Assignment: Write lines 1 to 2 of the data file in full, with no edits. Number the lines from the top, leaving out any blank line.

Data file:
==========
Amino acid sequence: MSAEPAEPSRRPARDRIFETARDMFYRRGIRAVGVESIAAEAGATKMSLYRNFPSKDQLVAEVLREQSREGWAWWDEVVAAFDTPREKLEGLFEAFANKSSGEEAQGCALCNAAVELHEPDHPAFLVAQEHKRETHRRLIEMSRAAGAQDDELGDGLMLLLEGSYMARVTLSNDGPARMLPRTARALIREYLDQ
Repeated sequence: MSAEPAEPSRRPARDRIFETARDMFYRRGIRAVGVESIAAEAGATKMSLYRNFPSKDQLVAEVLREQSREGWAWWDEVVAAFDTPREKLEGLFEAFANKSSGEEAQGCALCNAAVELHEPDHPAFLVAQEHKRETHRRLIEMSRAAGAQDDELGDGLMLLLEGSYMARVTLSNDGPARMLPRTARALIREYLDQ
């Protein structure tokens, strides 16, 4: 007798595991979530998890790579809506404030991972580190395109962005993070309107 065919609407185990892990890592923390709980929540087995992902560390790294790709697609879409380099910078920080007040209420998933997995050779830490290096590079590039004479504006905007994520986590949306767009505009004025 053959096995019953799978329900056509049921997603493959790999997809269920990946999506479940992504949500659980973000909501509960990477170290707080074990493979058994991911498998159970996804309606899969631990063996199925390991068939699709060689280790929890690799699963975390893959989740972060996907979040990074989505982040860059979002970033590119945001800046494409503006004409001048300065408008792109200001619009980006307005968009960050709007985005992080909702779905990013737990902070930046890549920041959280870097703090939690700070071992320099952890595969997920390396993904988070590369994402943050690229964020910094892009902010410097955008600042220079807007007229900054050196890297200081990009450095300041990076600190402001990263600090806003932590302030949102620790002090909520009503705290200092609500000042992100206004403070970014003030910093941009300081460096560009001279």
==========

Amino acid sequence: MSAEPAEPSRRPARDRIFETARDMFYRRGIRAVGVESIAAEAGATKMSLYRNFPSKDQLVAEVLREQSREGWAWWDEVVAAFDTPREKLEGLFEAFANKSSGEEAQGCALCNAAVELHEPDHPAFLVAQEHKRETHRRLIEMSRAAGAQDDELGDGLMLLLEGSYMARVTLSNDGPARMLPRTARALIREYLDQ
Repeated sequence: MSAEPAEPSRRPARDRIFETARDMFYRRGIRAVGVESIAAEAGATKMSLYRNFPSKDQLVAEVLREQSREGWAWWDEVVAAFDTPREKLEGLFEAFANKSSGEEAQGCALCNAAVELHEPDHPAFLVAQEHKRETHRRLIEMSRAAGAQDDELGDGLMLLLEGSYMARVTLSNDGPARMLPRTARALIREYLDQ